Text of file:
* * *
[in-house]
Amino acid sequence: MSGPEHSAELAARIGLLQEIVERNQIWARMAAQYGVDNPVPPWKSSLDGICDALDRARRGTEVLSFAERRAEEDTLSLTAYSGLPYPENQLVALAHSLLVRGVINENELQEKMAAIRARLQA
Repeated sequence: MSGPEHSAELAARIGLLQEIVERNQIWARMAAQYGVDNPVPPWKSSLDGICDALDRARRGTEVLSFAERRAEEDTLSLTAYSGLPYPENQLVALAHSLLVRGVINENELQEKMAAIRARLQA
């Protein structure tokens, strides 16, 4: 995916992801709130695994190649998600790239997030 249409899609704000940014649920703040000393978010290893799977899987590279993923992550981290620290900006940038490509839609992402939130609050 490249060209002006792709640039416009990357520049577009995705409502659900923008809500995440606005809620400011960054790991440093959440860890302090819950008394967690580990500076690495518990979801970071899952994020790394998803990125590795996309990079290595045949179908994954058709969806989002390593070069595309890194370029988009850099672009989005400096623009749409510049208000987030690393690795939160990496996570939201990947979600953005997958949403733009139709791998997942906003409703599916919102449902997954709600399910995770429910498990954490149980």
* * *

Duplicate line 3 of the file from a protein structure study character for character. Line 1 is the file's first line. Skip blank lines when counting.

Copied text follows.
Repeated sequence: MSGPEHSAELAARIGLLQEIVERNQIWARMAAQYGVDNPVPPWKSSLDGICDALDRARRGTEVLSFAERRAEEDTLSLTAYSGLPYPENQLVALAHSLLVRGVINENELQEKMAAIRARLQA